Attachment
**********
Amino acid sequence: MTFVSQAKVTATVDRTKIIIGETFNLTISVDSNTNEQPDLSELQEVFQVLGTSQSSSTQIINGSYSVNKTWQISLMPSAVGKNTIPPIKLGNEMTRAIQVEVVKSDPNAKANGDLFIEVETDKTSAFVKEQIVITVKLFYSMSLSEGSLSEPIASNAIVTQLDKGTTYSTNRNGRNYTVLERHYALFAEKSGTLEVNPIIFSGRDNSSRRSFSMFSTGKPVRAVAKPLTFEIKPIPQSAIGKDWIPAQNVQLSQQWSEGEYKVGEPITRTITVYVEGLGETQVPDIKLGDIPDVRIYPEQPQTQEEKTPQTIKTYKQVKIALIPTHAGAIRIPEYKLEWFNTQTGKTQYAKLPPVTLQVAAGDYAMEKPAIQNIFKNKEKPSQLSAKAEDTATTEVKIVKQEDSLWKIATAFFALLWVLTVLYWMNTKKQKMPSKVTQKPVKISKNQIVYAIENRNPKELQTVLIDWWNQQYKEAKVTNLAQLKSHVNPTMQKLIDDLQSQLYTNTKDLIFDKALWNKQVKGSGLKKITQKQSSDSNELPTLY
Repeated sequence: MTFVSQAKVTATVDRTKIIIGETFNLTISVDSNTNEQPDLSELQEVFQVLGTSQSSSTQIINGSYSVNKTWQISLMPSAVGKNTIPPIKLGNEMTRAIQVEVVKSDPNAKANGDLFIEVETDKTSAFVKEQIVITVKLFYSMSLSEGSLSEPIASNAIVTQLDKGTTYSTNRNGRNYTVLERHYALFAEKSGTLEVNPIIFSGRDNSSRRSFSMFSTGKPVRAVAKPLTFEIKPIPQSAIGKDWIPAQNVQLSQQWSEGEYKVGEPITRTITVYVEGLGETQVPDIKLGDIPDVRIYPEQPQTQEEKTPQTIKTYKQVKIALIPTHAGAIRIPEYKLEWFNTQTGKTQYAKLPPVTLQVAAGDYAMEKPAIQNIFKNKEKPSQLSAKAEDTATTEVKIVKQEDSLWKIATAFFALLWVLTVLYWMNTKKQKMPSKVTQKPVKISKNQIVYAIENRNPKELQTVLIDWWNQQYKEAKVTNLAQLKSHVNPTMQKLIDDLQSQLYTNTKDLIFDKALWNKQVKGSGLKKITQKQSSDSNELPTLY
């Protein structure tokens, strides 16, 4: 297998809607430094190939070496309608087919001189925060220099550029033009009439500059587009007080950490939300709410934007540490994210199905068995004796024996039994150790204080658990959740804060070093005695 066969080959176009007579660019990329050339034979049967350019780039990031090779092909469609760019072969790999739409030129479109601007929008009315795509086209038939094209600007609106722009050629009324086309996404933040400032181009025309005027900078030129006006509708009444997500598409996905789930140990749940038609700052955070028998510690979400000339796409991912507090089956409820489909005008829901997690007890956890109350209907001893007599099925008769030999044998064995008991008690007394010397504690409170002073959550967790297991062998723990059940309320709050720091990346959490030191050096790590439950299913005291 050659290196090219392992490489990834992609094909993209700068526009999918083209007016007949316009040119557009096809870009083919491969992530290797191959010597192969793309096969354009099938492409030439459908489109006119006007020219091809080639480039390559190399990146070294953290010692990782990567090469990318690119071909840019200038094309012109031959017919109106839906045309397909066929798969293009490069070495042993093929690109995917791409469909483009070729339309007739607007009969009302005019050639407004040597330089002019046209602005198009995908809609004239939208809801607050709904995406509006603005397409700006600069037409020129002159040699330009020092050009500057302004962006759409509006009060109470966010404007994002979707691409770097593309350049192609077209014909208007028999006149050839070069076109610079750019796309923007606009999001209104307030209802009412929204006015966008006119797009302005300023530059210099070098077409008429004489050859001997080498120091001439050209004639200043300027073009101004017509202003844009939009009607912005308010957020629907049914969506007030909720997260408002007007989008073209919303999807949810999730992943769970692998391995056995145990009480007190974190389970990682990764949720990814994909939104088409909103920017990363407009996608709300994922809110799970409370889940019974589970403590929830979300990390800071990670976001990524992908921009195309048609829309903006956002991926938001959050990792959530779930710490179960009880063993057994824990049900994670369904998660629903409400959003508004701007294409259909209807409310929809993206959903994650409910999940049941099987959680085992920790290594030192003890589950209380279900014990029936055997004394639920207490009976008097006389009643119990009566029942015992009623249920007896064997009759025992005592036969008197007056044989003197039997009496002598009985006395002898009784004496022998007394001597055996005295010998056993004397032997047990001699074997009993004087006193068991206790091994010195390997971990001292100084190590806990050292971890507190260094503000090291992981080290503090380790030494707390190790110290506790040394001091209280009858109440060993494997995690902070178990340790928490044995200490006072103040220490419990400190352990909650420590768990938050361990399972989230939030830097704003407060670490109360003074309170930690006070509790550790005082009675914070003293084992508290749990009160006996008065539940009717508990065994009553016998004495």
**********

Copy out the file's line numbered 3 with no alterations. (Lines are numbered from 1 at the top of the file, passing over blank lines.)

């Protein structure tokens, strides 16, 4: 297998809607430094190939070496309608087919001189925060220099550029033009009439500059587009007080950490939300709410934007540490994210199905068995004796024996039994150790204080658990959740804060070093005695 066969080959176009007579660019990329050339034979049967350019780039990031090779092909469609760019072969790999739409030129479109601007929008009315795509086209038939094209600007609106722009050629009324086309996404933040400032181009025309005027900078030129006006509708009444997500598409996905789930140990749940038609700052955070028998510690979400000339796409991912507090089956409820489909005008829901997690007890956890109350209907001893007599099925008769030999044998064995008991008690007394010397504690409170002073959550967790297991062998723990059940309320709050720091990346959490030191050096790590439950299913005291 050659290196090219392992490489990834992609094909993209700068526009999918083209007016007949316009040119557009096809870009083919491969992530290797191959010597192969793309096969354009099938492409030439459908489109006119006007020219091809080639480039390559190399990146070294953290010692990782990567090469990318690119071909840019200038094309012109031959017919109106839906045309397909066929798969293009490069070495042993093929690109995917791409469909483009070729339309007739607007009969009302005019050639407004040597330089002019046209602005198009995908809609004239939208809801607050709904995406509006603005397409700006600069037409020129002159040699330009020092050009500057302004962006759409509006009060109470966010404007994002979707691409770097593309350049192609077209014909208007028999006149050839070069076109610079750019796309923007606009999001209104307030209802009412929204006015966008006119797009302005300023530059210099070098077409008429004489050859001997080498120091001439050209004639200043300027073009101004017509202003844009939009009607912005308010957020629907049914969506007030909720997260408002007007989008073209919303999807949810999730992943769970692998391995056995145990009480007190974190389970990682990764949720990814994909939104088409909103920017990363407009996608709300994922809110799970409370889940019974589970403590929830979300990390800071990670976001990524992908921009195309048609829309903006956002991926938001959050990792959530779930710490179960009880063993057994824990049900994670369904998660629903409400959003508004701007294409259909209807409310929809993206959903994650409910999940049941099987959680085992920790290594030192003890589950209380279900014990029936055997004394639920207490009976008097006389009643119990009566029942015992009623249920007896064997009759025992005592036969008197007056044989003197039997009496002598009985006395002898009784004496022998007394001597055996005295010998056993004397032997047990001699074997009993004087006193068991206790091994010195390997971990001292100084190590806990050292971890507190260094503000090291992981080290503090380790030494707390190790110290506790040394001091209280009858109440060993494997995690902070178990340790928490044995200490006072103040220490419990400190352990909650420590768990938050361990399972989230939030830097704003407060670490109360003074309170930690006070509790550790005082009675914070003293084992508290749990009160006996008065539940009717508990065994009553016998004495």